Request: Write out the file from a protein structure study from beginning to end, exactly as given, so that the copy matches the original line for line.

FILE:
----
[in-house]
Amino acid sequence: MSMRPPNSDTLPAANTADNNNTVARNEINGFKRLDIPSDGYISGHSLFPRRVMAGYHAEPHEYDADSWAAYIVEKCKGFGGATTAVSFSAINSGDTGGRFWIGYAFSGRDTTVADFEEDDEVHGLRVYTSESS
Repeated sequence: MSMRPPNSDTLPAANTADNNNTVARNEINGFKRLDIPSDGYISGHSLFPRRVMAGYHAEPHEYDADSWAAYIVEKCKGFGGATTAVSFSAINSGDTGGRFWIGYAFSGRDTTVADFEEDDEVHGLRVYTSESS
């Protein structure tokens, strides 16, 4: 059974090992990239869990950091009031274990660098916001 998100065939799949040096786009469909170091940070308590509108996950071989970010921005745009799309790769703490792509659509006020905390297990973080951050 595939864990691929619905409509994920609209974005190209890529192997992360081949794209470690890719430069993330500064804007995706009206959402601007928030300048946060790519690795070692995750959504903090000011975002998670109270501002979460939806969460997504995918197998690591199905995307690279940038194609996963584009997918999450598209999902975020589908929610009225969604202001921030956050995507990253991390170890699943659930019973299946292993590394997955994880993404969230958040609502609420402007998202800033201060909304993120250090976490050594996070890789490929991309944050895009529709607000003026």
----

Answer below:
[in-house]
Amino acid sequence: MSMRPPNSDTLPAANTADNNNTVARNEINGFKRLDIPSDGYISGHSLFPRRVMAGYHAEPHEYDADSWAAYIVEKCKGFGGATTAVSFSAINSGDTGGRFWIGYAFSGRDTTVADFEEDDEVHGLRVYTSESS
Repeated sequence: MSMRPPNSDTLPAANTADNNNTVARNEINGFKRLDIPSDGYISGHSLFPRRVMAGYHAEPHEYDADSWAAYIVEKCKGFGGATTAVSFSAINSGDTGGRFWIGYAFSGRDTTVADFEEDDEVHGLRVYTSESS
């Protein structure tokens, strides 16, 4: 059974090992990239869990950091009031274990660098916001 998100065939799949040096786009469909170091940070308590509108996950071989970010921005745009799309790769703490792509659509006020905390297990973080951050 595939864990691929619905409509994920609209974005190209890529192997992360081949794209470690890719430069993330500064804007995706009206959402601007928030300048946060790519690795070692995750959504903090000011975002998670109270501002979460939806969460997504995918197998690591199905995307690279940038194609996963584009997918999450598209999902975020589908929610009225969604202001921030956050995507990253991390170890699943659930019973299946292993590394997955994880993404969230958040609502609420402007998202800033201060909304993120250090976490050594996070890789490929991309944050895009529709607000003026």